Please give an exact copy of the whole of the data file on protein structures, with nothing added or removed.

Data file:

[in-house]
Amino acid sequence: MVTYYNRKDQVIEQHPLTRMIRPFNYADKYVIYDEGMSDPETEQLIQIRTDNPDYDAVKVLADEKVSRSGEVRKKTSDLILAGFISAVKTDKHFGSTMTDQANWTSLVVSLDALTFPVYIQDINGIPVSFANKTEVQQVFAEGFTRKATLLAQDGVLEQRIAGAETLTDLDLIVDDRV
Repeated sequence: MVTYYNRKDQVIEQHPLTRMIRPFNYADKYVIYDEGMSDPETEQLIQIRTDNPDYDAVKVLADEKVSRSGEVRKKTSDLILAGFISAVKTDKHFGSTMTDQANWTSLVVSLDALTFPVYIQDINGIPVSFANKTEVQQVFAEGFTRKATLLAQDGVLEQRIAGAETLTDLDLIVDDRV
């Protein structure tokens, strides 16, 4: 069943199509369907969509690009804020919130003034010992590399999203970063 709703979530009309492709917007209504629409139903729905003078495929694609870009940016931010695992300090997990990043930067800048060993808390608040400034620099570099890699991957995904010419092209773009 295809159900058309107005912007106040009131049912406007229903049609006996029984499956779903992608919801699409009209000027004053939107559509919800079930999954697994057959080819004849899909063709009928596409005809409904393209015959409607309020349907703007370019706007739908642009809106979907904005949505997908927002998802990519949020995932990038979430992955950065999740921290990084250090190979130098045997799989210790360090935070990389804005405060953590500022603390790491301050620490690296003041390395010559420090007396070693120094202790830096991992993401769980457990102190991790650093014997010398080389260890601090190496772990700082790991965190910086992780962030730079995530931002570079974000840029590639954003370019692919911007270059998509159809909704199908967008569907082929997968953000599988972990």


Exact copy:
[in-house]
Amino acid sequence: MVTYYNRKDQVIEQHPLTRMIRPFNYADKYVIYDEGMSDPETEQLIQIRTDNPDYDAVKVLADEKVSRSGEVRKKTSDLILAGFISAVKTDKHFGSTMTDQANWTSLVVSLDALTFPVYIQDINGIPVSFANKTEVQQVFAEGFTRKATLLAQDGVLEQRIAGAETLTDLDLIVDDRV
Repeated sequence: MVTYYNRKDQVIEQHPLTRMIRPFNYADKYVIYDEGMSDPETEQLIQIRTDNPDYDAVKVLADEKVSRSGEVRKKTSDLILAGFISAVKTDKHFGSTMTDQANWTSLVVSLDALTFPVYIQDINGIPVSFANKTEVQQVFAEGFTRKATLLAQDGVLEQRIAGAETLTDLDLIVDDRV
């Protein structure tokens, strides 16, 4: 069943199509369907969509690009804020919130003034010992590399999203970063 709703979530009309492709917007209504629409139903729905003078495929694609870009940016931010695992300090997990990043930067800048060993808390608040400034620099570099890699991957995904010419092209773009 295809159900058309107005912007106040009131049912406007229903049609006996029984499956779903992608919801699409009209000027004053939107559509919800079930999954697994057959080819004849899909063709009928596409005809409904393209015959409607309020349907703007370019706007739908642009809106979907904005949505997908927002998802990519949020995932990038979430992955950065999740921290990084250090190979130098045997799989210790360090935070990389804005405060953590500022603390790491301050620490690296003041390395010559420090007396070693120094202790830096991992993401769980457990102190991790650093014997010398080389260890601090190496772990700082790991965190910086992780962030730079995530931002570079974000840029590639954003370019692919911007270059998509159809909704199908967008569907082929997968953000599988972990």